For 125 years, Bergner’s department store has been a fixture in the shopping malls of Central Illinois. Now part of the bankrupt Bon-Ton group, Bergner’s stores, like so many other large retailers, will be shuttered by the end of the year. Bon-Ton is the owner of six different department store chains and all twelve Bergner’s locations in Illinois, and it will be liquidating its assets in the coming months.
 

Despite its assimilation into a national chain, the name itself carried meaning to the Central Illinois region. Though the current locations may no longer have the charm, elegance, or extravagance of the original, five-story downtown Peoria location, the name is recognizable and distinctly Illinois. All the while, the Bon-Ton-synchronized logo makes it recognizable to a Chicagoan like myself who has only known Carson Pirie Scott. The loss of Bergner’s, Carson Pirie Scott, and Marshall Fields (Sears may soon be added to this list as well) a decade ago represent a massive loss of Illinois retail institutions and, subsequently, a bit of our collective cultural identity. The concept of basing a regional identity on a store may seem silly and materialistic, but we do it all the time; Southerners love Publix, Californians love In-&-Out, and anyone from Philly will rave about Wawa.

Bergner’s originally occupied a large space within Urbana’s Lincoln Square Mall before finally vacating in 1999. The store, like the community it served, was constantly adapting to new trends and patterns. Twin cities consumers once frequented the various family-owned department stores in Downtown Champaign like Kuhn’s (founded in 1865) and Robeson (founded in 1875), then they flocked to Lincoln Square to experience regional chains. Shortly thereafter, Market Place Mall and North Prospect were the hot spots to find varied national retailers, and now, perhaps, the residents of C-U will no longer make the trip, but enjoy the convenience of online shopping.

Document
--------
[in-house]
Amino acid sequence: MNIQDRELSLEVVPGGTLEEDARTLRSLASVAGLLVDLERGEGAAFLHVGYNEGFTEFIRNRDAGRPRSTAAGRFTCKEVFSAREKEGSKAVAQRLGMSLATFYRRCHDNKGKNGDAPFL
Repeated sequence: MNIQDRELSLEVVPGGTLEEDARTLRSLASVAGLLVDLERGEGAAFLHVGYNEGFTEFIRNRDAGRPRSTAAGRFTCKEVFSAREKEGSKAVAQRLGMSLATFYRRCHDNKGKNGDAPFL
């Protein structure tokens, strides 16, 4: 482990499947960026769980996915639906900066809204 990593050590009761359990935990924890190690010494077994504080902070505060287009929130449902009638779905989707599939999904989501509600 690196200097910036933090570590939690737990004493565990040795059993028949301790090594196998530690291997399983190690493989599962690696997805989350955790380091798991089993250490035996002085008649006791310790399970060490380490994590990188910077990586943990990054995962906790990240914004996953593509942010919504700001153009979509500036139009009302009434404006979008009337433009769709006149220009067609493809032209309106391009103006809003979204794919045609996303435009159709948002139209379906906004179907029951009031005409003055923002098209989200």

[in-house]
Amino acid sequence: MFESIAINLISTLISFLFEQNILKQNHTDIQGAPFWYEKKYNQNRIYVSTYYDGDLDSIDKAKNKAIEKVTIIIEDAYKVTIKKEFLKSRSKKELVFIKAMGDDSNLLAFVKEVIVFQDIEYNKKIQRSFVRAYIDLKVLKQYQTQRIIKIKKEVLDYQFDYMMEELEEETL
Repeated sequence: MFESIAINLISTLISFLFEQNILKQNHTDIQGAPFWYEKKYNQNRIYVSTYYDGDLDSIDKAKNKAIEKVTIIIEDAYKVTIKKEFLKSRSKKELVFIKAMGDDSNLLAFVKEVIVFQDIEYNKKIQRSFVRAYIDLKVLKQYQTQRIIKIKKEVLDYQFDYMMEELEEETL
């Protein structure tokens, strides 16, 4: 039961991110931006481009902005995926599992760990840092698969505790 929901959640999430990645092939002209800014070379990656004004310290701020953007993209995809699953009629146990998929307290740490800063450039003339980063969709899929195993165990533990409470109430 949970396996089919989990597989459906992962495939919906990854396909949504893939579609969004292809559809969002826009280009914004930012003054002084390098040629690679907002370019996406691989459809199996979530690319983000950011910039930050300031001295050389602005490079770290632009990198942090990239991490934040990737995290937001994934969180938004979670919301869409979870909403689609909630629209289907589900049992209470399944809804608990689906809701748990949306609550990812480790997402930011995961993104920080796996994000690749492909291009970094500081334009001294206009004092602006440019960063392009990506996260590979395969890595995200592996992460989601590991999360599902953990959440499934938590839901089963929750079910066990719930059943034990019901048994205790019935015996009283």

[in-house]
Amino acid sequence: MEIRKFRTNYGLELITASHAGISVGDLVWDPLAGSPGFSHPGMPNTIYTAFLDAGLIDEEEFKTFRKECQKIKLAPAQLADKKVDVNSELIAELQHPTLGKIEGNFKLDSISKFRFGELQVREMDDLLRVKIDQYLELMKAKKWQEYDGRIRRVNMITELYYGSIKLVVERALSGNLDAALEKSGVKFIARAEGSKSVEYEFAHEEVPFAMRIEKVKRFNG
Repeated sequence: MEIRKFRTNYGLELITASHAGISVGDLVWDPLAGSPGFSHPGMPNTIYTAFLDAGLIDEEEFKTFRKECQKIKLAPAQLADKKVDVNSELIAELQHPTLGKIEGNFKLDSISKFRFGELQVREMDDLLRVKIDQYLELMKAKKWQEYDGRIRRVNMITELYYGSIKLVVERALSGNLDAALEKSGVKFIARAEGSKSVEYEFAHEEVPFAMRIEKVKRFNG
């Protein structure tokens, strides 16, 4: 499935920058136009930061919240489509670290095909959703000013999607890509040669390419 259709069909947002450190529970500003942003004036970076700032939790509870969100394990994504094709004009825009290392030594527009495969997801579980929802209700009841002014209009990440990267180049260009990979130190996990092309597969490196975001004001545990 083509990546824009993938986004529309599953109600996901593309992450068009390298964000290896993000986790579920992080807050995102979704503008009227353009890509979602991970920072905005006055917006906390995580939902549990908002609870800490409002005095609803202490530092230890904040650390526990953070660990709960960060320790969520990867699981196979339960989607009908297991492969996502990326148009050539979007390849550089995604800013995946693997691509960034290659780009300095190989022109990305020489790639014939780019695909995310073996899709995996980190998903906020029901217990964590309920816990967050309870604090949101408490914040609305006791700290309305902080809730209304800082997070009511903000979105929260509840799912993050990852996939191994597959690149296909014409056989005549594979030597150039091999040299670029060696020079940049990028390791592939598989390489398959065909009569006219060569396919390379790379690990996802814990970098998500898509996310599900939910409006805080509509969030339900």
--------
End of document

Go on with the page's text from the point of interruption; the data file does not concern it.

While new retailers like H&M are moving into the mall, the loss of Bergner’s, a tenant occupying a large space, is a definite blow. Despite this, the impact on Market Place Mall will not be as severe as other locations in Illinois; Galesburg’s Sandburg Mall and Peru’s Mall, for instance, will now no longer have an anchor tenant, effectively cementing their status as a “dead mall.” Market Place has proven its ability to adapt in the past, securing two tenants to fill the former Sears space, but the task becomes more difficult as fewer shoppers and retailers seek brick-and-mortar locations.

Many malls have sought less traditional attractions to fill these spaces in order to survive in an ever-more competitive retail business. Online shopping has rendered many clothing retailers unprofitable, but certain experience and entertainment options simply cannot be found online. My local mall back home just lost its Lord & Taylor store but it will partially reopen as a Dave and Busters; although I wouldn’t say D&B is exactly my scene, entertainment options like these are becoming increasingly sought-after. Elsewhere in my suburban Chicago home, a trampoline park will replace another shuttered clothing store. Whatever your opinions of Market Place and the North Prospect area are, these places aren’t going anywhere anytime soon. They are just changing.

There is no definitive plan for what will occupy the space next or if it will be better than Bergner’s, but it serves as an example of things to come. Perhaps there will no longer be a “Central Illinois brand,” but smaller local offerings like Kuhn’s and Champaign Surplus still allow us to shop locally, which directly contributes to the local economy, rather than your money going into the pockets of some nameless CEO in some distant office. Although Bergner’s may be gone, C-U’s distinct identity within the region remains very much present.